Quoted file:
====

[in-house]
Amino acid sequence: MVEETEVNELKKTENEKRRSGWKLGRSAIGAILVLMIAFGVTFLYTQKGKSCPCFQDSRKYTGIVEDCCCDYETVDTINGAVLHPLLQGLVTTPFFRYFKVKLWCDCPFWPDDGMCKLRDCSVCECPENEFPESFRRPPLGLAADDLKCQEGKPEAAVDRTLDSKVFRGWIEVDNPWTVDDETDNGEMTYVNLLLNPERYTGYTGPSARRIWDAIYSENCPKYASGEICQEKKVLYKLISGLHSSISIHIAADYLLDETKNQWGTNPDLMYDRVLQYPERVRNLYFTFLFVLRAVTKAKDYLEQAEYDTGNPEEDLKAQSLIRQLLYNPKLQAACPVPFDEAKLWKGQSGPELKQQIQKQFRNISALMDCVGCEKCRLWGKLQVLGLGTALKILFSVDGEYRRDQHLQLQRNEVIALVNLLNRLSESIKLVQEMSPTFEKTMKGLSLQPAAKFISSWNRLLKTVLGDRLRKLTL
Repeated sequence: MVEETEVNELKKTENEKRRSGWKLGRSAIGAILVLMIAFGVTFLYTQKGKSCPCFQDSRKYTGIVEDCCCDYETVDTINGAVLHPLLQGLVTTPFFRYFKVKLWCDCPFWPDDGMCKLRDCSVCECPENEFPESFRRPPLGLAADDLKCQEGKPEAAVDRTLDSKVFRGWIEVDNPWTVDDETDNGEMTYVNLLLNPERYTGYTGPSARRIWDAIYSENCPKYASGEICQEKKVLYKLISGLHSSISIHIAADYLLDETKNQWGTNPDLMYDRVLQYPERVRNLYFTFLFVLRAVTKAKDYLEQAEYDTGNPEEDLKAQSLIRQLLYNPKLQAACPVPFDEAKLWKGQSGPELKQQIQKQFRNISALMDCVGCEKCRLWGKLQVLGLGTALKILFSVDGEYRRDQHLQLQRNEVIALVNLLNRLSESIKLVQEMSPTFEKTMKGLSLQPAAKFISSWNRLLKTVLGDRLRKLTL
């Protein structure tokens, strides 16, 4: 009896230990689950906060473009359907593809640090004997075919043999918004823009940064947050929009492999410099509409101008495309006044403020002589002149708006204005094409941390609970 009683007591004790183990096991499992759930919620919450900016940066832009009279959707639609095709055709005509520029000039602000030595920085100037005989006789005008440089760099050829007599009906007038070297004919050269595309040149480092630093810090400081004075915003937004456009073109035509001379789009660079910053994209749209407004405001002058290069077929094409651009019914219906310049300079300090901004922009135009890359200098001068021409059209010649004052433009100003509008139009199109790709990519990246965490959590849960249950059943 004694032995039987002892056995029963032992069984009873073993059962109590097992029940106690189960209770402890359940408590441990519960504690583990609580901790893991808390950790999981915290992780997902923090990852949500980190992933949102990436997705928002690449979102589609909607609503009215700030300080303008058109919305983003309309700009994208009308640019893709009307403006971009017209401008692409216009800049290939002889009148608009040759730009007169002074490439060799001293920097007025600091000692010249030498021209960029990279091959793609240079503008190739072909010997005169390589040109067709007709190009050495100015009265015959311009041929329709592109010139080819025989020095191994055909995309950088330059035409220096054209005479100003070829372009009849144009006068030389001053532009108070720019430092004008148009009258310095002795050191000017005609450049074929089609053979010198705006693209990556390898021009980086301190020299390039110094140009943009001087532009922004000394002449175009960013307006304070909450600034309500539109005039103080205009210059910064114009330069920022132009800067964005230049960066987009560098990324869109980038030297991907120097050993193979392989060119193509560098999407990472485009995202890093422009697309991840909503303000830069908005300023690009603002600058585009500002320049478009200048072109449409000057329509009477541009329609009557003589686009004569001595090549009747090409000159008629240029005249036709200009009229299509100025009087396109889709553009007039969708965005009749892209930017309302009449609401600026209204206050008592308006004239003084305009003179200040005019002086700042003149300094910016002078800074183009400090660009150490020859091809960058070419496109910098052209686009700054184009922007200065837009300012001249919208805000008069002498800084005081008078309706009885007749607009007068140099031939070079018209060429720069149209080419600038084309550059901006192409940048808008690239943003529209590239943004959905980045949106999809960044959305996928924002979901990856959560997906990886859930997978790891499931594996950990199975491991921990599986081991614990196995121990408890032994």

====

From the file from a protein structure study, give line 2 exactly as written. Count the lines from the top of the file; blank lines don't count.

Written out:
Amino acid sequence: MVEETEVNELKKTENEKRRSGWKLGRSAIGAILVLMIAFGVTFLYTQKGKSCPCFQDSRKYTGIVEDCCCDYETVDTINGAVLHPLLQGLVTTPFFRYFKVKLWCDCPFWPDDGMCKLRDCSVCECPENEFPESFRRPPLGLAADDLKCQEGKPEAAVDRTLDSKVFRGWIEVDNPWTVDDETDNGEMTYVNLLLNPERYTGYTGPSARRIWDAIYSENCPKYASGEICQEKKVLYKLISGLHSSISIHIAADYLLDETKNQWGTNPDLMYDRVLQYPERVRNLYFTFLFVLRAVTKAKDYLEQAEYDTGNPEEDLKAQSLIRQLLYNPKLQAACPVPFDEAKLWKGQSGPELKQQIQKQFRNISALMDCVGCEKCRLWGKLQVLGLGTALKILFSVDGEYRRDQHLQLQRNEVIALVNLLNRLSESIKLVQEMSPTFEKTMKGLSLQPAAKFISSWNRLLKTVLGDRLRKLTL